E-Cigarettes No Threat to China's Traditional Markets - Yet
The emergence of electronic cigarettes as a substitute for traditional cigarettes in China may have a great impact on the country’s traditional markets, even as the safety of vaping remains controversial in China and the rest of the world.
By TobaccoChina Online
In Europe, the use of electronic cigarettes among smokers rose from 7.2% to 11.6% in a period of just two years from 2012 to 2014. In Britain alone, more than 2.5 million people used e-cigarettes in that period, with sales roughly reaching a high of US$2 billion. Results of a recent survey indicate that in the United States – the largest e-cigarette market in the world –sales reached US$1 billion and the sales of e-cigarette parts amounted to $1.5 billion in 2014. In 2015, these two figures respectively grew to $1.4 billion and $1.9 billion.
The global e-cigarette scale reached $6 billion in 2015. The latest data released by cspnet.com indicate that annual sales in the US alone will grow by $20.17 billion by 2025, with the annual compound growth rate from 2015 to 2025 reaching 22.5%, and the expectation they will overtake the traditional cigarette market sales in the next 10 years.
Emergence of e-cigarettes in China
There are more than 300 million cigarette smokers in China, accounting for one-third of the world’s total. Meanwhile, China is where e-cigarettes were invented, and it is the world’s largest e-cig producer and exporter. China is in control of almost all core technology in this segment and produces 95% of the world supply. Therefore, in this era of prosperous upward, China has the greatest development potential this segment.
However, despite its lead in manufacturing e-cigarettes, China has not formed influential brands nor developed a mainstream consumer group.
Presently, the market consists of two parts – firstly, young people in pursuit of fashion; and secondly, middle-aged people who wish to give up traditional smoking. For the younger segment, the bulk of e-cigarettes consumption is not very brand loyal.
Last October, the 4th China International Electronic Cigarette Expo was held in Beijing, where the visitors were mostly young people. The more novel a product was, the greater the interest. An exhibitor named Mod Fuel said that the buyers of its products were almost 100% young people. For a handsome person always trying to make himself stand out, it is quite normal to hold a traditional cigarette playing it cool at a night entertainment venue, but it would be unusual to use e-cigarettes there that no one had heard of.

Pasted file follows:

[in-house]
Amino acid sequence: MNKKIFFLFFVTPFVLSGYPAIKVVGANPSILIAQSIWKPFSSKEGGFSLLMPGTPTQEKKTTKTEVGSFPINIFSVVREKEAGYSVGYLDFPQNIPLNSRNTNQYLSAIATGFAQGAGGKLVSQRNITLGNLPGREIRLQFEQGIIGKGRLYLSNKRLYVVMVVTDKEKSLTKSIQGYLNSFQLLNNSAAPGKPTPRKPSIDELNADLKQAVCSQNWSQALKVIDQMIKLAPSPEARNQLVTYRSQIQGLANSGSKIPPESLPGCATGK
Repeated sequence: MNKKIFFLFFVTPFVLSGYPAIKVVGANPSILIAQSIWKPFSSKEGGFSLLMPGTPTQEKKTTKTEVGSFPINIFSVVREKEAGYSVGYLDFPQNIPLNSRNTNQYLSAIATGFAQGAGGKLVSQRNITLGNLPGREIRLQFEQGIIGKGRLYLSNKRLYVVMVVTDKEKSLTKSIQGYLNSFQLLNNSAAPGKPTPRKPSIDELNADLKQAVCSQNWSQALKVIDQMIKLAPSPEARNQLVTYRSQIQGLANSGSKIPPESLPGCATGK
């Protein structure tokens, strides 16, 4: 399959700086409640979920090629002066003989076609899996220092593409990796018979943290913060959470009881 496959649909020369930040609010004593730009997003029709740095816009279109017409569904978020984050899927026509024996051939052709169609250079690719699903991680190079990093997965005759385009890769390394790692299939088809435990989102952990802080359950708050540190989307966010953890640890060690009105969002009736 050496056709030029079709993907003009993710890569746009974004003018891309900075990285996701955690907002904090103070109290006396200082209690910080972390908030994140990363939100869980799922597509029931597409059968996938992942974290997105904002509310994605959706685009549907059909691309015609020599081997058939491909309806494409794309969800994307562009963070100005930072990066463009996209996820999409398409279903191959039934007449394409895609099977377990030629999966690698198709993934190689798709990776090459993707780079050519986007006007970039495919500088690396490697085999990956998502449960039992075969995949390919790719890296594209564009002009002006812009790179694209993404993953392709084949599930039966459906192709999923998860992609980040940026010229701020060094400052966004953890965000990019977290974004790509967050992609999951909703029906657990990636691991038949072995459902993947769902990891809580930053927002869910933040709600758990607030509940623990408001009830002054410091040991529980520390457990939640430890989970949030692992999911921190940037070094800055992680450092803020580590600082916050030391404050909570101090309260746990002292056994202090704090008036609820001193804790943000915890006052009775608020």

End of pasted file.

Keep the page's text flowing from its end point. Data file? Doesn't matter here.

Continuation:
Although e-cigarette shops are emerging in China in a low-profile manner, the positioning of their products is not limited to “abstention of smoking”, but more reflects tastes, fashion, and luxury. Operators of these shops are mostly young people and many of them incorporate Vaping as a lifestyle choice.
A leader of Kingsong – a Chinese electronic cigarette manufacturer – said, “Some manufacturers are only eager for quick success and instant benefits, and would blindly transplant approaches from overseas markets and duplicate them onto the domestic markets instead of seriously considering the actual demand of local consumers, and would not consider such factors as the purchasing power, the demand for use, the environment for use, the psychological appeal, etc. They have actually led the domestic electronic cigarette markets into a consumption blind zone in the style of entertainment markets.”
Holding a similar point of view, board of directors chairman Liu Qiuming of Huizhou Kimree Technology – which became involved in e-cigarettes in 2006 – told TobaccoChina Online: “In reality, a considerable number of people should not have been our leading customers. If consumers of electronic cigarettes are merely a group of game players or ‘new human beings’ playing cool, such a situation, I think, would be disadvantageous to the long-term development of the tobacco industry of China.”